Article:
Interprofessional education: Nursing and occupational therapy - Could old rivals integrate?

Julie L. Hughes, Steve Hemingway, Anthony G. Smith

Research output: Contribution to journalArticle

11 Citations (Scopus)

Abstract

This paper aims to examine the development of collaboration and discusses the potential for the development of inter-disciplinary training at pre and post registration for Mental Health Nursing and Occupational Therapy in the United Kingdom. It is proposed that integration may help these two disciplines to overcome traditional barriers that can become manifest in practice. Also, that this development may enhance the current multi-disciplinary team functioning or 'collaborative working', which can only be to the benefit of the relevant client group. The current structure of pre-registration training for mental health nurses and occupational therapists is described within the current policy context. Then existing similarities and differences between the education of nurses and occupational therapists has been discussed in terms of the potential benefits and barriers to integration. It is suggested that educational providers need to actively adapt to meet the government's desire of a 'seamless service' in order to facilitate effective multi-disciplinary working and improved quality of care. Currently, a workforce of 'multi-purpose' health care employees is only at the proposal stage and may face socio-political and philosophical opposition. However, interdependency and collaboration between the nursing and occupational therapy educational systems may be vital to a positive and creative future for both professions.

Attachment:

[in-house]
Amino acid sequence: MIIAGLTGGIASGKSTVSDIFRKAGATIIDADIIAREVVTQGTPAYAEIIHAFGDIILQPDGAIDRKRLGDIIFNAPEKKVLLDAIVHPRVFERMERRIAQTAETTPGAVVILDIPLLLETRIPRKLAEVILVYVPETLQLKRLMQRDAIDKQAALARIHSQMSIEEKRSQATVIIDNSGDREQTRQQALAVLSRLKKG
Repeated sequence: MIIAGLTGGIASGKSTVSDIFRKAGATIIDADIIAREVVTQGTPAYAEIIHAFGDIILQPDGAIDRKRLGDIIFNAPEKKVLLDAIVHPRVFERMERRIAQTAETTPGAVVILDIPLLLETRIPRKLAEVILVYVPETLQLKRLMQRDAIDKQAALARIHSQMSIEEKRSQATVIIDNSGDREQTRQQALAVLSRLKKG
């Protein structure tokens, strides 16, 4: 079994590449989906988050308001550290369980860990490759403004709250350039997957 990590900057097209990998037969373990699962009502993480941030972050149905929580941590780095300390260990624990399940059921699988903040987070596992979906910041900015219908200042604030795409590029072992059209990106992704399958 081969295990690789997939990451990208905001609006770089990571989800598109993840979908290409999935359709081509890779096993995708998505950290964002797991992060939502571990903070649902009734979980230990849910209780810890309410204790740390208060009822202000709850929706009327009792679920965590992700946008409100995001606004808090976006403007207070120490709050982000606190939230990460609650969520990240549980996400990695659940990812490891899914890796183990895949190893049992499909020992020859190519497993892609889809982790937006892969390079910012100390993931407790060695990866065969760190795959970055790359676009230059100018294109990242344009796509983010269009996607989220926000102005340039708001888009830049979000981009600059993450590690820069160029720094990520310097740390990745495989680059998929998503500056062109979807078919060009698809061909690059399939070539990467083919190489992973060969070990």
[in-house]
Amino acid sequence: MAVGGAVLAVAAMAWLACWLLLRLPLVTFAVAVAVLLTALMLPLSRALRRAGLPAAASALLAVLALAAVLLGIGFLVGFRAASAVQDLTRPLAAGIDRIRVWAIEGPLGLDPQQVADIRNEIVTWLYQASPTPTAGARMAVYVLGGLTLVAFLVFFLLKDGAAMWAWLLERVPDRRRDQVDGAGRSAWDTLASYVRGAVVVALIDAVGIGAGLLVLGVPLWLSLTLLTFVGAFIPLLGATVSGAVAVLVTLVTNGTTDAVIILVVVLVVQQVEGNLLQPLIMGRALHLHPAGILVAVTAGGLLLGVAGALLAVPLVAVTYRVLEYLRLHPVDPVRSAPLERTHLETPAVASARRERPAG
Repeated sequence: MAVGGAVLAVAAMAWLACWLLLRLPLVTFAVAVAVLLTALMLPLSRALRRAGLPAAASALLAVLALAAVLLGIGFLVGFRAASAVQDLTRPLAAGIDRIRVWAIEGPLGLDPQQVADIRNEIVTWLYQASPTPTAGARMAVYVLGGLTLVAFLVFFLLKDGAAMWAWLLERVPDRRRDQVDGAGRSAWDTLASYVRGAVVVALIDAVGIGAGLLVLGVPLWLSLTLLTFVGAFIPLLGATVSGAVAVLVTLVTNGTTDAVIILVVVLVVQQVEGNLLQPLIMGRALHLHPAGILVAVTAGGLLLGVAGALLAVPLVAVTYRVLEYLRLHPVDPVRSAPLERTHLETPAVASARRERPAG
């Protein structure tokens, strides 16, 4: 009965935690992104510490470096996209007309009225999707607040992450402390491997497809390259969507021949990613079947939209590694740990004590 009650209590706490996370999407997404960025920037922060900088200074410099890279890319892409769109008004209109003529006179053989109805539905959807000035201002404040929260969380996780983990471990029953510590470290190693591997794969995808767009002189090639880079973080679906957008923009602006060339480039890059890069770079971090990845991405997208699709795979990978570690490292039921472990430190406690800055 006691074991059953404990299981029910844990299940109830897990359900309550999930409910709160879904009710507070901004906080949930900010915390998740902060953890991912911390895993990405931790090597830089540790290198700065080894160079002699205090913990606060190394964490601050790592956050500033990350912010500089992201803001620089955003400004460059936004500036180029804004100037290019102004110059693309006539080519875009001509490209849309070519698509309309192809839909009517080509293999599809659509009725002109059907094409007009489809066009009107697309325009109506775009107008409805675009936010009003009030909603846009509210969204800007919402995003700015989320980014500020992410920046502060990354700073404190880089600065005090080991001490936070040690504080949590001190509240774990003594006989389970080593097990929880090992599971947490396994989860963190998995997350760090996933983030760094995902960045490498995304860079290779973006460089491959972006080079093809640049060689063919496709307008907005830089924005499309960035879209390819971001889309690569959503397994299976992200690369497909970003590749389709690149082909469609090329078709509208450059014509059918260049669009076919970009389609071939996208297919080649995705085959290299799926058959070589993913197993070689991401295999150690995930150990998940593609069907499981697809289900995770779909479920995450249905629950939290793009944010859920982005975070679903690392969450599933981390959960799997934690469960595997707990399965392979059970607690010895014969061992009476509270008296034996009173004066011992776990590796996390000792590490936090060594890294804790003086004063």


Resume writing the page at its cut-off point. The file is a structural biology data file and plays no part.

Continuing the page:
Original languageEnglish
Pages (from-to)10-20
Number of pages11
JournalNurse Education in Practice
Volume5
Issue number1
Early online date19 Mar 2004
DOIs
Publication statusPublished - 1 Jan 2005
Externally publishedYes

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